And so now I am out in Los Angeles and awoke this morning to a flurry of of text messages, email alerts, and missed calls from friends and family back in Chicago. I read the first text and my heart sank. But not for me, not for my career, or any potential mentoring relationship I might have been able to cultivate with Breitbart. (We were going to try and meet up for lunch soon). My heart sank for the family Andrew talked so glowingly about that evening in Venice. My heart sank for all of the close friends and co-workers who lost someone special. And, to be perfectly honest, my heart sank a little for the conservative movement.
We have far too many George McClellan's on the Right and not nearly enough George S. Patton's. And Andrew Breitbart was a Patton. More than his tactical genius on the field of battle, the thing that made Patton so invaluable was this: he was essentially the only American general the Germans feared. When your enemy, ideological or otherwise, has no real fear of your side other than the possibility of losing an election here-and-there, a culture shift is impossible. But when you begin to put forth fierce, fearless, and talented warriors, others who might have previously "sat this one out" are more likely to join in the fight.
And this is what frightens the enemy more than anything else.
That's not to say that I agreed with everything Andrew Breitbart said and did. Surely tone and presentation matter. But reading a few quotes attributed to Breitbart is not the same as reading his book, following his television appearances, and getting a chance to talk with the man at-length. I did read his book. I have scoured YouTube for any and all Breitbart-related clips I could find over the past few years. I did get that chance to have a deeper conversation with him.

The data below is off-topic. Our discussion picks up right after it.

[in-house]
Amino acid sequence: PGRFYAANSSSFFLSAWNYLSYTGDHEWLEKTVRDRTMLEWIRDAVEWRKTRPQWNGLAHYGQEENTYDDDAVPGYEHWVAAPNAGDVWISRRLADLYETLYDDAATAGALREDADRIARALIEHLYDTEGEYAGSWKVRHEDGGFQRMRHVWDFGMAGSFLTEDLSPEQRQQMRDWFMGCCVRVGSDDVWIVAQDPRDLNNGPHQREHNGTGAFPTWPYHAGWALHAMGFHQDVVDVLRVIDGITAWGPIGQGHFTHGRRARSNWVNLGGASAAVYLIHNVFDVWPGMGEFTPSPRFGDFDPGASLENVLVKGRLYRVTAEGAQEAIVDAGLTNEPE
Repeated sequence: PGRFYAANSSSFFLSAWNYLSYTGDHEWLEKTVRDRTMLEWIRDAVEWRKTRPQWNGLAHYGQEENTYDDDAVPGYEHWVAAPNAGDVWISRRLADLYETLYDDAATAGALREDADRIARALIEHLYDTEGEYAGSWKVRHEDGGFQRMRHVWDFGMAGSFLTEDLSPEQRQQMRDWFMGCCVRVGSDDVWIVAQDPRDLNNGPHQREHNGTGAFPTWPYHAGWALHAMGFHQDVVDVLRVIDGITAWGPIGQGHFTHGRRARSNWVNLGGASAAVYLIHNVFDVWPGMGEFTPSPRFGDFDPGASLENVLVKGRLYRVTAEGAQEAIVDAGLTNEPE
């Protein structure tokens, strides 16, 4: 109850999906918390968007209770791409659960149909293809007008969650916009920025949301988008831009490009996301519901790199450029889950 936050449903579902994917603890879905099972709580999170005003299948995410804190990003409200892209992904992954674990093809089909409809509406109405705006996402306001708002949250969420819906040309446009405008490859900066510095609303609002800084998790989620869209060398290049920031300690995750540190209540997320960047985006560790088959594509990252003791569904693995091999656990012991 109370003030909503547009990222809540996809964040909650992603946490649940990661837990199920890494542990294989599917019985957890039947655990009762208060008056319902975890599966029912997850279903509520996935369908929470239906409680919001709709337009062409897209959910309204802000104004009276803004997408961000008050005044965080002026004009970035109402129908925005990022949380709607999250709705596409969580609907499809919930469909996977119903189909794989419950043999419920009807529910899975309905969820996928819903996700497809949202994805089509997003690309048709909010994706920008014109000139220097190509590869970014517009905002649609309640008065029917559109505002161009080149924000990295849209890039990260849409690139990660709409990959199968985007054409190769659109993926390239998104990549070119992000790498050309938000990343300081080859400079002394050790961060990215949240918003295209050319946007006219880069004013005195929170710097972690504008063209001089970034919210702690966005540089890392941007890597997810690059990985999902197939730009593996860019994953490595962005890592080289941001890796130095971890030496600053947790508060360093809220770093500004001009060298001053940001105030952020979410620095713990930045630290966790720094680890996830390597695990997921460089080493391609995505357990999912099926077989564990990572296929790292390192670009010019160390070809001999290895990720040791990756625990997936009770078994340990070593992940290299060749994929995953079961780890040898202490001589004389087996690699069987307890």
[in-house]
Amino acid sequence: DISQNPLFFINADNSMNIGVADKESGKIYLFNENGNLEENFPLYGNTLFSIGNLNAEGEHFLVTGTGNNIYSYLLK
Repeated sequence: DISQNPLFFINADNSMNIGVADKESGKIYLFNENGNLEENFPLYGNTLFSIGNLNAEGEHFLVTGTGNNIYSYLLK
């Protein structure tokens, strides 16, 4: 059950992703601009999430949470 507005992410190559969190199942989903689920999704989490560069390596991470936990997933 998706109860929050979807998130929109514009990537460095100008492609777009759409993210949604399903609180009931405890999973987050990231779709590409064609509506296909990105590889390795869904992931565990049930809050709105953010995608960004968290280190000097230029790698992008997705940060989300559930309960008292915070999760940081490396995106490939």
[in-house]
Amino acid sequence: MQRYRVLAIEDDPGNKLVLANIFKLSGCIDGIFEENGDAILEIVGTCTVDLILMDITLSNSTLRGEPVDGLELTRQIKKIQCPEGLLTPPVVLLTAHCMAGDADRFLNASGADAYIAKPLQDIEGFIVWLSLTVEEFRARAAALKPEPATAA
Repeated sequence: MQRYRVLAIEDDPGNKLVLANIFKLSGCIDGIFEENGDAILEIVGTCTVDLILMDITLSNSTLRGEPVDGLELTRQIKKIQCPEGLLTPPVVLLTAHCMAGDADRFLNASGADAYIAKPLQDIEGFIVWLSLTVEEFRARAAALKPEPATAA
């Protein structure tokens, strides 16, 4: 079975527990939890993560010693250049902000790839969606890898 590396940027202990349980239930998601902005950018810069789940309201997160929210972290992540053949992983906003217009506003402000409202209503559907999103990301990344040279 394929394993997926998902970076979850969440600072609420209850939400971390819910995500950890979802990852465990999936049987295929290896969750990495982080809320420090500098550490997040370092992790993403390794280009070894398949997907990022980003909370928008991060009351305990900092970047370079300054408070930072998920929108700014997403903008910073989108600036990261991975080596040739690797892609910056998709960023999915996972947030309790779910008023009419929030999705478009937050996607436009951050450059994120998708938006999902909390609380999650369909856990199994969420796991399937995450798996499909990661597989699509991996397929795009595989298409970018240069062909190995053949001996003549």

And what I came away with - what I will remember about Andrew Breitbart - are two things in particular:
1) This is a good and decent nation, and one that is worth fighting for. She is made great not by her politicians or nightly news anchors, but the every-day, hard-working, law-abiding citizens and taxpayers who want nothing more than to create a better life for their kids.
2) "Courage, man. Courage!" Have a boldness in your convictions and be willing to do something about them when they are undermined or attacked. Now again, I might not have shared the same theology with Andrew Breitbart, and if I am called to be a voice in the public square later in life I will take a different overall tone than he did, but I would be unspeakably proud if one day someone wrote about me: "He showed the same fearlessness as that Andrew Breitbart guy before him."
After listening to my personal views on the need for not only a political and economic "revolution" in this country, but a spiritual and moral one as well, the last thing Andrew Breitbart said to me (and my friend Drew) that night in Venice, CA last summer was this: "You guys are the revolution."
I take that with me as I venture forth on my new life in Los Angeles. If you believe as I do, if you share in my convictions, those weren't just my marching orders from a now-fallen general -- they are now yours as well.
R.I.P. Andrew Breitbart (1969-2012)
You will absolutely be able to read better, more in-depth obituaries in the coming days, but I wanted to share with you my favorite Breitbart clip. It's of AB confronting paid protesters outside of his speech in suburban Chicago: